9. Visit  KareBear0609 profile page
    0
    Quote from 2ndyearstudent
    Your comments are accurate but the OP asked about PCA (Personal Care Attendant in my area), not PCT.
    Oh sorry. I thought PCA was patient care assistant which is the same thing as PCT (patient care technician) in my area.
  10. Visit  happy2learn profile page
    0
    PCA and PCT are the same thing in my state. And they work in hospitals. They are able to do more than nurse aides. They get paid more.

    CNA/STNA/Nurse Aide's work in nursing homes in my state.
  11. Visit  happy2learn profile page
    0
    Quote from 2ndyearstudent
    Yes, there is a real difference, depending on what state you are in. I would advise the CNA (Nurse's Aide) route if you want to become a nurse. Many PCAs I have seen don't actually perform any ADLs, but rather help with cooking, homemaking and safety supervision. They can still make decent money and get good experience but if you are looking for experience and knowledge, go CNA.
    Clearly we don't live in the same area because I've never heard of or seen a PCA/PCT cook and do "homemaking." The one's I know do ADL's and even more than CNA's as they are allowed to do more than CNA's. CNA's in my state work in nursing homes. In my state, being a PCA/PCT is better experience than a CNA/STNA/Nurse Aide as you are exposed to more things than you would be in a nursing home.
  12. Visit  2ndyearstudent profile page
    0
    Quote from happy2learn
    Clearly we don't live in the same area because I've never heard of or seen a PCA/PCT cook and do "homemaking." The one's I know do ADL's and even more than CNA's as they are allowed to do more than CNA's. CNA's in my state work in nursing homes. In my state, being a PCA/PCT is better experience than a CNA/STNA/Nurse Aide as you are exposed to more things than you would be in a nursing home.
    They key here is in the original post. She said, " A local health care office offers PCA..."

    A "local health care office" that also does CNA training does not sound like Tech training, it sounds more like personal attendant in assisted living type duties, not phlebotomy, ECG.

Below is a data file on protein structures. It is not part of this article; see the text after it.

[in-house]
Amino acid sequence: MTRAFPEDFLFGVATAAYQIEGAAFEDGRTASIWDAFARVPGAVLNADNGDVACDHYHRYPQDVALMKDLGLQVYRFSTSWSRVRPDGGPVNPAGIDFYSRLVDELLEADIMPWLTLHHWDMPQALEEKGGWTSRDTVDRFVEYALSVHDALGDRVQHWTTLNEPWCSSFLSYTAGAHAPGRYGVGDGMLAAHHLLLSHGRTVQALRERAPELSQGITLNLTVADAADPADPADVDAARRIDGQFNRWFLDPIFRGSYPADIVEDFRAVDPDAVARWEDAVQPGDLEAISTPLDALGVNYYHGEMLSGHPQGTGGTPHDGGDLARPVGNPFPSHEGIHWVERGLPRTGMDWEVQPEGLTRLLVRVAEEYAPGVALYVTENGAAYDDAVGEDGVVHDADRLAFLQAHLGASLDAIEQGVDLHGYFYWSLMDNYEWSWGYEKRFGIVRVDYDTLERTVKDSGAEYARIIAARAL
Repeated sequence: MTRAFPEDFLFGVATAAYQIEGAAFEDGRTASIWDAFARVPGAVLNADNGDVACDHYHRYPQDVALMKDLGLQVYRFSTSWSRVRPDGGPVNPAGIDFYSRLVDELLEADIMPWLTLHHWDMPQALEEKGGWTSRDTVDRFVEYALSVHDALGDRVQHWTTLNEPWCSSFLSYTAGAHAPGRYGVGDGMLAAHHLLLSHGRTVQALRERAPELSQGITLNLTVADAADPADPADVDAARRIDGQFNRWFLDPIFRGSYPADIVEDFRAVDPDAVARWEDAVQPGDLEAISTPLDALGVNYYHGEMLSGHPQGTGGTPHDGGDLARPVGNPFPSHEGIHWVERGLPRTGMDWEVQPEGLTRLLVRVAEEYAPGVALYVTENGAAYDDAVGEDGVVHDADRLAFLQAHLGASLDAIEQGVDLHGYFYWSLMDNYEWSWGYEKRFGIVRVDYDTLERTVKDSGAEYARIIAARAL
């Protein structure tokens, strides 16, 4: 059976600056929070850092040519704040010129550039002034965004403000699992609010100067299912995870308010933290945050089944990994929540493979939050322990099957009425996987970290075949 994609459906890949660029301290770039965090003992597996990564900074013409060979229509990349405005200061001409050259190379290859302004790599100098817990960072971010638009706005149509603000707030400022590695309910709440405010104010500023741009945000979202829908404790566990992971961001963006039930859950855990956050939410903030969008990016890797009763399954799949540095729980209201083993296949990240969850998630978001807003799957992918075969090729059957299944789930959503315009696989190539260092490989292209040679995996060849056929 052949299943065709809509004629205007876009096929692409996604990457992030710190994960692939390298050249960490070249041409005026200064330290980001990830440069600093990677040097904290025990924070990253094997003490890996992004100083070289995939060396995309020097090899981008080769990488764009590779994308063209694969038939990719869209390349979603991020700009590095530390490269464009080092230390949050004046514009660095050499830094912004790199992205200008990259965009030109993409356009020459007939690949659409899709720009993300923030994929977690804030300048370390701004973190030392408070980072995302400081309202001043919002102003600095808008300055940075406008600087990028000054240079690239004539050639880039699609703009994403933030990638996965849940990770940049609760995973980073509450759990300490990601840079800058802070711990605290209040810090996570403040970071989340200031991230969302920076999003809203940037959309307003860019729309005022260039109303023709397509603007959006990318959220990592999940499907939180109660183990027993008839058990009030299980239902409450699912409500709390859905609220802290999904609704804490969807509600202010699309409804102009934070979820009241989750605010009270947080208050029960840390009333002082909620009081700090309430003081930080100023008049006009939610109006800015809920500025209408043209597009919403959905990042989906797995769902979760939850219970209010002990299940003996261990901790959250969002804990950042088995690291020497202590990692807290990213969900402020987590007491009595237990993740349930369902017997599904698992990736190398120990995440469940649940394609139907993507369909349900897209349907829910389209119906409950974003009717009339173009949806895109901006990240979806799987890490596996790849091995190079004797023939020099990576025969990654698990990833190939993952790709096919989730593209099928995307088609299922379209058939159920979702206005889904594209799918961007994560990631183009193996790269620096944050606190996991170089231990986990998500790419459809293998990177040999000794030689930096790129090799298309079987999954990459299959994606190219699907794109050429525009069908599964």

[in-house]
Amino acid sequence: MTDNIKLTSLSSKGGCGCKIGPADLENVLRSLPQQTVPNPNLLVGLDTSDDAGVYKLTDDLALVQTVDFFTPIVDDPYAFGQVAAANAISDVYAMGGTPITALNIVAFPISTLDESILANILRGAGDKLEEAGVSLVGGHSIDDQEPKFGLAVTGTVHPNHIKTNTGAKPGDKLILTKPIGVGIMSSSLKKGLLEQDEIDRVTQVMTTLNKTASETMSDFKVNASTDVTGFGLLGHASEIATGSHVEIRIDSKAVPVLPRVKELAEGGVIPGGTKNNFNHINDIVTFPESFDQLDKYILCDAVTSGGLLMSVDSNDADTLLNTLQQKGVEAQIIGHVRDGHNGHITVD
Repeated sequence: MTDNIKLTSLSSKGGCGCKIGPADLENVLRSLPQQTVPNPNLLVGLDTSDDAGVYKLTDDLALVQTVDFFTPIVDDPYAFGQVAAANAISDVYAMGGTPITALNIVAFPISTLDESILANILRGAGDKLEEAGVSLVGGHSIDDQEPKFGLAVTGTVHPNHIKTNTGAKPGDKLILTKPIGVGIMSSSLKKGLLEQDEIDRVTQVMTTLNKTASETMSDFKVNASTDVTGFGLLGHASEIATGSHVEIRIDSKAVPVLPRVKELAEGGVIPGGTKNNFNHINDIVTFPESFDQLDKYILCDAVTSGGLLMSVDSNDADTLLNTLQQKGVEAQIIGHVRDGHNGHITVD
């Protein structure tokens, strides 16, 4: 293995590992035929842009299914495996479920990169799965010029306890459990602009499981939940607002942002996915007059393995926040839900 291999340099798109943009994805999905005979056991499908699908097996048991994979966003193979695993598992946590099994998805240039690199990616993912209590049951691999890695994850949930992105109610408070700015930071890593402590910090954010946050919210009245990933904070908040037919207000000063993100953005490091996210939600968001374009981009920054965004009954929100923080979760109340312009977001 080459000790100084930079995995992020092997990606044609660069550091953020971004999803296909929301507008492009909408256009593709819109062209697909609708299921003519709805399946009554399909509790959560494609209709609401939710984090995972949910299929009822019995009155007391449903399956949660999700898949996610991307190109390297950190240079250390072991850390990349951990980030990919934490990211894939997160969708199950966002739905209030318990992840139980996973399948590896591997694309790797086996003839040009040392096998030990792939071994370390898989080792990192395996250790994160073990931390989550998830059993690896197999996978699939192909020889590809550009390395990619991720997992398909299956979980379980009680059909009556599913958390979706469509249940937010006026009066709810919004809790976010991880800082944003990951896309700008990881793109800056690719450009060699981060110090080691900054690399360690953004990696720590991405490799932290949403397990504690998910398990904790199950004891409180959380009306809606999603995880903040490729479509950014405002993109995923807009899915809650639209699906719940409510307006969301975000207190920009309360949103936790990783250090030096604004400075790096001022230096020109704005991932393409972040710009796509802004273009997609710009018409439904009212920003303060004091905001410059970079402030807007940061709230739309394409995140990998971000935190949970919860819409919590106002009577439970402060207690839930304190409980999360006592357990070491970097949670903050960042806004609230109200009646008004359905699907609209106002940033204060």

Now, if the OP can get Tech type training at the place she mentions, obviously go for it.
  13. Visit  happy2learn profile page
    0
    There are small offices that do PCA/PCT training by me, however, they are run by a college. It's a 40 hour course. You have to already be a CNA/STNA before you can enroll.

    In my state, PCA =Personal Care Associate/Assistants and they are the same as PCT's.

    The PCA's I know work in the Emergency Department and they do the same tasks as CNA's and then more tasks. They have advanced training above CNA's. They are not attendants for just ADL's.
  14. Visit  2ndyearstudent profile page
    0
    Quote from happy2learn
    There are small offices that do PCA/PCT training by me, however, they are run by a college. It's a 40 hour course. You have to already be a CNA/STNA before you can enroll.

    In my state, PCA =Personal Care Associate/Assistants and they are the same as PCT's.

    The PCA's I know work in the Emergency Department and they do the same tasks as CNA's and then more tasks. They have advanced training above CNA's. They are not attendants for just ADL's.
    Even in your state, I am guessing that the P stands for Patient and not Personal. That may be the difference between a Tech and someone who helps with ADLs. This would also beg the question, "What do they call people who do ADL/homemaking/Assisted Living duties in your state if they are not Personal Care Attendants (PCA)?

    If you go back to the OP: in your interpretation, she doesn't have a choice between PCA or CNA, she cannot get your version of a PCA cert without having a CNA first. However, it is very common to be able to choose between CNA and (the ADL version) Personal Care Attendant.